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Ukraine begins voting in election shadowed by insurgent threat

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May 25, 2014: Former prime minister and Presidential candidate Yulia Tymoshenko (L), accompanied by her husband Oleksander (R), casts her vote during a presidential election at a polling station in Dnipropetrovsk, Ukraine. (Reuters)

Ukrainians hoping to achieve a measure of stability began casting votes in a presidential election Sunday, even as pro-Russian rebels vowed to block voting in two unstable eastern regions. 

The vote is taking place three months after the ouster of the country's pro-Russia leader, who was chased from power by months of protests triggered by his decision to reject a pact with the European Union and forge closer ties with Moscow.

There were no immediate reports of fighting in the eastern regions Sunday after weeks of intense battles. But it was also not clear how much voting would take place in the east: The regional administration in Donetsk said that only 426 out of 2,430 polling stations in the region were open Sunday, and none in the city of Donetsk itself.

"I don't even know where I can vote," Grigory Nikitayich, 72, told Reuters outside a school in a suburb of Donetsk. "No one has said anything. What kind of polls are these? Things are bad."

There was no voting in Luhansk, the center of the neighboring province, but some stations appeared to be open across the region, according to local officials.

Polls have shown the 48-year old billionaire candy-maker Petro Poroshenko far ahead of the other 20 candidates, but short of the absolute majority needed to win in the first round, so a runoff set for June 15 is expected. Poroshenko's nearest challenger is Yulia Tymoshenko, the divisive and charismatic former prime minister.

Russian President Vladimir Putin promised Friday to "respect the choice of the Ukrainian people" and said he would be ready to work with the winner, in an apparent bid to ease the worst crisis in relations with the West since the Cold War and avoid a new round of Western sanctions.

In Kiev, Vera Potemkina, 65, a retired university professor, said she cast her ballot for Poroshenko because she hopes he will steer Ukraine out of Russia's orbit and closer to the West. "We are part of Europe, we do not need Asia," she said.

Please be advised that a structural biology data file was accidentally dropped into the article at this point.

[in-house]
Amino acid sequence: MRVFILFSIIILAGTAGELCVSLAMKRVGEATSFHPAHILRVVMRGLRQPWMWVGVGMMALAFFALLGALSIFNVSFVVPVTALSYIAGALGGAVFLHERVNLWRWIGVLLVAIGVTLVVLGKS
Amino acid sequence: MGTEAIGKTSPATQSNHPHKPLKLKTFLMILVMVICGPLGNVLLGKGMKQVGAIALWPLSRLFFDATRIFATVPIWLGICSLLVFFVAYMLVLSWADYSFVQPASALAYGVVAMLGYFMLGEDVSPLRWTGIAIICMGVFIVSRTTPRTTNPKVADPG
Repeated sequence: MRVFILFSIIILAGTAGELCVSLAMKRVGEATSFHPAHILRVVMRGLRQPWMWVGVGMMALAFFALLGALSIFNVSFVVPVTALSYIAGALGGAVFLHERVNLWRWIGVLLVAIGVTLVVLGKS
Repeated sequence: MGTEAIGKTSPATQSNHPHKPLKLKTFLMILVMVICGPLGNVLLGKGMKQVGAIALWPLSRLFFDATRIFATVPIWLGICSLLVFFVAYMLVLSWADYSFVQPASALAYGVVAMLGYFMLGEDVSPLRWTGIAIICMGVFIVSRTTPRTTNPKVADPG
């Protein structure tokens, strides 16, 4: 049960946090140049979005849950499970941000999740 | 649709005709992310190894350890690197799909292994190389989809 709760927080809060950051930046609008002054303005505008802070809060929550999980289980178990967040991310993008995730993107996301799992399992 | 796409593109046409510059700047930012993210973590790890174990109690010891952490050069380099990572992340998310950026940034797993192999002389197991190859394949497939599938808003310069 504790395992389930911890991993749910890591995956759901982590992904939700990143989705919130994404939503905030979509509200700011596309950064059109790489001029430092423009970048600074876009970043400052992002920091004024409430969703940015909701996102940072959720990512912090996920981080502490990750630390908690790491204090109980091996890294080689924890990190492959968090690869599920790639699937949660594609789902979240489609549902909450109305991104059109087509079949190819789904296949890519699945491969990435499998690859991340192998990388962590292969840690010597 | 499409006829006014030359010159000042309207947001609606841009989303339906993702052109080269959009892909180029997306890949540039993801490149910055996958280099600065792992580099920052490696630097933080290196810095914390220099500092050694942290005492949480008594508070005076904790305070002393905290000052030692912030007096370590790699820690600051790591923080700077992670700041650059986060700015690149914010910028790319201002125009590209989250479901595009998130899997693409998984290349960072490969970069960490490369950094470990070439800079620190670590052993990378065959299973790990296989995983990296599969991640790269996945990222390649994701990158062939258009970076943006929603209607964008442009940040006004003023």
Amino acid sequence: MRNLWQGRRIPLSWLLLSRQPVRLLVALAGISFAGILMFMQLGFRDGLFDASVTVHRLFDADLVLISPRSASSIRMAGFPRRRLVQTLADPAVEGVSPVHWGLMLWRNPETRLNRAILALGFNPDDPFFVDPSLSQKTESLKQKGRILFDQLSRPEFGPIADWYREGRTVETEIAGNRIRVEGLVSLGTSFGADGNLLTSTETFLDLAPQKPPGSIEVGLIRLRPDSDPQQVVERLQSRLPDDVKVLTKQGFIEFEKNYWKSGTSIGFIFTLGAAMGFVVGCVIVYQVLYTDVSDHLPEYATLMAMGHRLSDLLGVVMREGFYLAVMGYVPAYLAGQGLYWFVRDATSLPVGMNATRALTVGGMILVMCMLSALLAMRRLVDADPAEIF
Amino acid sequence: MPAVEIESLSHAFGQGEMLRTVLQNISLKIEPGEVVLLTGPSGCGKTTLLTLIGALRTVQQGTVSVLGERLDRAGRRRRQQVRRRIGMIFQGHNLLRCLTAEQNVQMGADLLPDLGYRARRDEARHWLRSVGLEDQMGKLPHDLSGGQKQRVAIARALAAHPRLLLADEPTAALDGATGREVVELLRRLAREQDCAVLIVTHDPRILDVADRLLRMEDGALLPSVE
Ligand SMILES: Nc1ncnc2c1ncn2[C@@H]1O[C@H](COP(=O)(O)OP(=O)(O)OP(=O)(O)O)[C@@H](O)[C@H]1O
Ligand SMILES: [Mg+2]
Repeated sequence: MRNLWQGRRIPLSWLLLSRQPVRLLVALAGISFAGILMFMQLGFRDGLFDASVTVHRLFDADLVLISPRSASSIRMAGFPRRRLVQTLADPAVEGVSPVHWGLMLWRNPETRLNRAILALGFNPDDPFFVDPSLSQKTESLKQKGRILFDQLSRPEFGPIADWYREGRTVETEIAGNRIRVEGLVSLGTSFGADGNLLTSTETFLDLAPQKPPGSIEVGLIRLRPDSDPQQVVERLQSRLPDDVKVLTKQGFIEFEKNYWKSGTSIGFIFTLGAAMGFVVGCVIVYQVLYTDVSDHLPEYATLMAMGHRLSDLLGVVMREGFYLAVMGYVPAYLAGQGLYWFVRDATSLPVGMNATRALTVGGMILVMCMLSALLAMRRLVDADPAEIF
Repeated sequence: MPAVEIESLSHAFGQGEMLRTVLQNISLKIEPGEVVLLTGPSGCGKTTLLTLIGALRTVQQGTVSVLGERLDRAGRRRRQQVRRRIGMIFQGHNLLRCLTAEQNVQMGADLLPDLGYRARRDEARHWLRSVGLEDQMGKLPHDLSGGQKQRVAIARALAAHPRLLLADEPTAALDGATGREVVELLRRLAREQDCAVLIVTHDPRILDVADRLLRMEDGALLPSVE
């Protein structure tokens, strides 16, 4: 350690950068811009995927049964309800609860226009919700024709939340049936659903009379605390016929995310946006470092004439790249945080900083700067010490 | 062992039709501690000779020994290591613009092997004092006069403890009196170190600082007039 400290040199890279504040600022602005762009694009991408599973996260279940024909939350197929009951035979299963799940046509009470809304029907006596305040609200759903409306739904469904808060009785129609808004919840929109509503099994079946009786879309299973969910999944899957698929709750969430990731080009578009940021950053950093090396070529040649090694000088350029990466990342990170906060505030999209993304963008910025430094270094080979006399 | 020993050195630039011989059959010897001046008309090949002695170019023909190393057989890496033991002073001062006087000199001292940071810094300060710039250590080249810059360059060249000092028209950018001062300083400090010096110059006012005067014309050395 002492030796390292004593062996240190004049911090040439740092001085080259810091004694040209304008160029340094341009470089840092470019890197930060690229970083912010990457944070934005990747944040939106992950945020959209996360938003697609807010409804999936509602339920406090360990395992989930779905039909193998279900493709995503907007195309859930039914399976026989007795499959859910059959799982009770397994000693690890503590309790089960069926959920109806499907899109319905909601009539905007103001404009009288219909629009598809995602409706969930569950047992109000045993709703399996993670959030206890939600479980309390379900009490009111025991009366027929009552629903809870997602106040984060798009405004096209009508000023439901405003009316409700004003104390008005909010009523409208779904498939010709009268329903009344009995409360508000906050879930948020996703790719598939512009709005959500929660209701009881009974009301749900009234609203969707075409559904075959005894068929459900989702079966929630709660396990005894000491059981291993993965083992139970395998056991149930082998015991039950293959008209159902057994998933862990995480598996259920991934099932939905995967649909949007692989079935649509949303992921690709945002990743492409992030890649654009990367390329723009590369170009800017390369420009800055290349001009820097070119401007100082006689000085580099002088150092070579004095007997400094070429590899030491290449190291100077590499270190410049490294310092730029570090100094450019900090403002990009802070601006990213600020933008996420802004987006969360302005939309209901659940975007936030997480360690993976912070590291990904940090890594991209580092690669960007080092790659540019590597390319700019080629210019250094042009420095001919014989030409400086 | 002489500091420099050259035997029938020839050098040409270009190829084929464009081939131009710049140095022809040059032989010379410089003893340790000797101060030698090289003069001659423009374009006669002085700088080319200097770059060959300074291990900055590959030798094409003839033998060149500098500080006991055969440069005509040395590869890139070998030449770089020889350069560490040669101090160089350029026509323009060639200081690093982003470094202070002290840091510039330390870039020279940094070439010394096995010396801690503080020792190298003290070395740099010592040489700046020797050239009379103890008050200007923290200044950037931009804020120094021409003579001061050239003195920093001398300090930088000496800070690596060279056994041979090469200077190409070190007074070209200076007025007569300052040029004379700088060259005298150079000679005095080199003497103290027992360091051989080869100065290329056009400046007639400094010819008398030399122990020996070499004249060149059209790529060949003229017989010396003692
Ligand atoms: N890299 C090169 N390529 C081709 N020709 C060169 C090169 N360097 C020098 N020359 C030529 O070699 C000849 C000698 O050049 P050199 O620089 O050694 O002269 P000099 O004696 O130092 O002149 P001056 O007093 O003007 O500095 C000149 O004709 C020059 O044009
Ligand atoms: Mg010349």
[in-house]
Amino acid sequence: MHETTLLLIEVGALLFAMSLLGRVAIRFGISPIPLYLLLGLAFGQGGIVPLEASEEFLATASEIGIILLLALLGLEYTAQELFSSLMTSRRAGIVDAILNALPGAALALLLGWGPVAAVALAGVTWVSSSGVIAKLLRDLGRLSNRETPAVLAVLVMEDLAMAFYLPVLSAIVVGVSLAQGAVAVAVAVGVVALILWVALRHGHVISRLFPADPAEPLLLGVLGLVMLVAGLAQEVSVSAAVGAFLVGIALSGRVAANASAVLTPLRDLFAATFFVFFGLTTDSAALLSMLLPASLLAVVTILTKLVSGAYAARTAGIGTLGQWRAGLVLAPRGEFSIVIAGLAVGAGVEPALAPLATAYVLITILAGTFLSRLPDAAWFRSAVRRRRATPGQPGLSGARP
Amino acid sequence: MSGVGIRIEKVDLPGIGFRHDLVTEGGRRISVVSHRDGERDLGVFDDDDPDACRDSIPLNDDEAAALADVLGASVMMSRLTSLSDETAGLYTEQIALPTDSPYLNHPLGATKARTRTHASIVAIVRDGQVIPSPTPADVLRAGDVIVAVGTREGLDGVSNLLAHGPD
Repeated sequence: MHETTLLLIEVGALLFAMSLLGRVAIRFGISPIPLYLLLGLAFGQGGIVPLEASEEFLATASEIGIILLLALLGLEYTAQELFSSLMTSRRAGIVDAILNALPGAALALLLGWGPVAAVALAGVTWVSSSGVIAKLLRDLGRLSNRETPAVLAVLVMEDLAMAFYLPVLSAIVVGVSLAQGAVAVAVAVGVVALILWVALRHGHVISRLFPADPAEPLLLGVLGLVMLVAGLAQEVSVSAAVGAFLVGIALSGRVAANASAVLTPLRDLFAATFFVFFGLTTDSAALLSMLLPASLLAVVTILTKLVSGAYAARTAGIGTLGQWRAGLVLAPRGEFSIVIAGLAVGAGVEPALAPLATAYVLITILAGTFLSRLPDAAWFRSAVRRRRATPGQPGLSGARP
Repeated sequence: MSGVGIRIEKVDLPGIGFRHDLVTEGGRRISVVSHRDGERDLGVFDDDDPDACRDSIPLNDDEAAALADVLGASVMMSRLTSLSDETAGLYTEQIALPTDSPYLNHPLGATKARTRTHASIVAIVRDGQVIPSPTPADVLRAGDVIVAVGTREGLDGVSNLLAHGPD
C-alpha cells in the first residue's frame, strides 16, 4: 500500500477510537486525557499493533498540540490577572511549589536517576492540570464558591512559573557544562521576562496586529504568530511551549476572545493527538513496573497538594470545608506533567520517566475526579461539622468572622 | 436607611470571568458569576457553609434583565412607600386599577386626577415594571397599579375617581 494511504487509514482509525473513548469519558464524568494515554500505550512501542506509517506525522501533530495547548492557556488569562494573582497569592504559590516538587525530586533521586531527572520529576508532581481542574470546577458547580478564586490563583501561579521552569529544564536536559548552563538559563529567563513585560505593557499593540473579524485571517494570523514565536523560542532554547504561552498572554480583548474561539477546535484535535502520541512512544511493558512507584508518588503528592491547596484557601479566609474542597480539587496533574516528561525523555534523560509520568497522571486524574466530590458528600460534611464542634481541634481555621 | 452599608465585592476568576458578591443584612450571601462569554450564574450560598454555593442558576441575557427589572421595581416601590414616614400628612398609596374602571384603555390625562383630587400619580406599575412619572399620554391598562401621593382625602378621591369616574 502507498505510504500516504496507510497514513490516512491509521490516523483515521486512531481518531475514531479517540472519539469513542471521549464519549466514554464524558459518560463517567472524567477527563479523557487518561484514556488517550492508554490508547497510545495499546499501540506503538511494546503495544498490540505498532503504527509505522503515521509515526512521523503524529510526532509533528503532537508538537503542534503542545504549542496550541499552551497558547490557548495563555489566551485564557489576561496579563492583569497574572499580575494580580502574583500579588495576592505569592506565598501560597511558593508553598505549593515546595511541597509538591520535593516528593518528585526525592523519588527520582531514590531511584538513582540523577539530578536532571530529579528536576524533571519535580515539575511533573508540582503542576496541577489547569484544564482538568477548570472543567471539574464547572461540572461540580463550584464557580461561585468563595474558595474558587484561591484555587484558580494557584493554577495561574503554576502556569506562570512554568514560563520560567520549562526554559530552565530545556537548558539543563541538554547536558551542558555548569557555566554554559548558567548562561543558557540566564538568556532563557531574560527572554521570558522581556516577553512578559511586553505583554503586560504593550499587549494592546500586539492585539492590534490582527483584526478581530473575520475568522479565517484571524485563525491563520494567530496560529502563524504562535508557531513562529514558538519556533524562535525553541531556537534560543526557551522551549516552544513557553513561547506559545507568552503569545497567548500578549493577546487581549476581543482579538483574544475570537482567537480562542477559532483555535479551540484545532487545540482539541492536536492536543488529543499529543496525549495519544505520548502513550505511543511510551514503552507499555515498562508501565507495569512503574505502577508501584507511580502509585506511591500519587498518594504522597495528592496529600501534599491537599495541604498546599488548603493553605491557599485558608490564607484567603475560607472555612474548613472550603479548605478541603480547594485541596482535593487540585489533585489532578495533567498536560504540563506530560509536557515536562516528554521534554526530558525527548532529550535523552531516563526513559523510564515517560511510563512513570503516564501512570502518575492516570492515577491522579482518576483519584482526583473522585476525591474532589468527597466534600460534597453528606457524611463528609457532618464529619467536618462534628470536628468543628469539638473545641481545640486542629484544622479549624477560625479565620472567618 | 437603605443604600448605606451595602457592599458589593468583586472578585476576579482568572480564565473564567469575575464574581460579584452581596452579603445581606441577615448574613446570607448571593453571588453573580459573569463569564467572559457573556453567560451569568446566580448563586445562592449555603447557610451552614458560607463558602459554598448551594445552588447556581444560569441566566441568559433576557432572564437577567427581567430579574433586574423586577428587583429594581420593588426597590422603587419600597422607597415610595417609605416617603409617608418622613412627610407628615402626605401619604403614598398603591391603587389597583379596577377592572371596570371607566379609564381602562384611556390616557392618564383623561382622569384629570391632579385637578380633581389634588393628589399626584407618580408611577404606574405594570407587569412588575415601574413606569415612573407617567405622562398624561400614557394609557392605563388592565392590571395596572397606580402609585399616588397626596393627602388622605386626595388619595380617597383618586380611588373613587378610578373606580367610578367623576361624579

Tymoshenko, the 53-year-old blond-braided heroine of the 2004 Orange Revolution, spent two-and-a half years in prison on abuse of office charges denounced as political by the West. She is still admired by many for her energy and will, but detested by others over her role in the political infighting that has weakened the country in the past.

Vladislav Golub, a 31-year old lawyer, said he voted for Tymoshenko because "Ukraine must stop being an oligarchic state and be part of Europe, instead of serving the interests of the Russian Federation."

Many voters appreciate Poroshenko's pragmatism and his apparent knack for compromise, making him stand out in the nation's political environment long dominated by intransigent figures. Poroshenko strongly backs closer ties with the EU, but also speaks about the need to normalize ties with Russia.

"He is a very smart man who can work hard compared to others, and he is also a businessman and knows that compromises are necessary even if unpleasant," said 55-year old teacher Larisa Kirichenko, who voiced hope that Poroshenko will negotiate a peaceful solution in the east.

Sunday's ballot is taking place despite deadly violence in the sprawling eastern regions that form Ukraine's industrial heartland, where pro-Russia insurgents have seized government buildings and fought government forces in intense battles that have raged for a month-and-a half and killed scores.

The rebels, who have declared two sprawling regions of Donetsk and Luhansk independent, have said they wouldn't allow the vote, which they described as an election in "a neighboring country." They have seized or blocked election offices and intimidated election officials and voters.

Ukraine's deputy interior minister, Serhiy Yarovyi, said Saturday that police are ready to ensure order and security at polling stations in just nine of the 34 electoral districts in the east.

In the city of Slovyansk in the Donetsk region, which has been one of the main epicenters of fighting in the past weeks, artillery shelling -- apparently from government forces -- badly damaged a psychiatric hospital late Saturday, shattering its roof and walls.

On election day, insurgents were helping mostly elderly patients to get from the basement into a section of the building that suffered lesser damage.

In the Black Sea port of Mariupol, 202 out of 216 polling stations were working, indicating that the situation has been brought under some degree of government control there.

The interim Kiev government and the West are accusing Russia of backing the uprising after it annexed Ukraine's Crimean Peninsula in March. Moscow has denied the accusations.

Ukraine's acting prime minister, Arseniy Yatsenyuk, said in a televised address late Friday that the election will be the first step to stabilize the situation in the east.

"I would like to assure all my compatriots in the Donetsk and Luhansk regions who will be prevented from going to the polling stations by the war waged on Ukraine: The criminals don't have much time left to terrorize our land," Yatsenyuk said.

The Associated Press contributed to this report.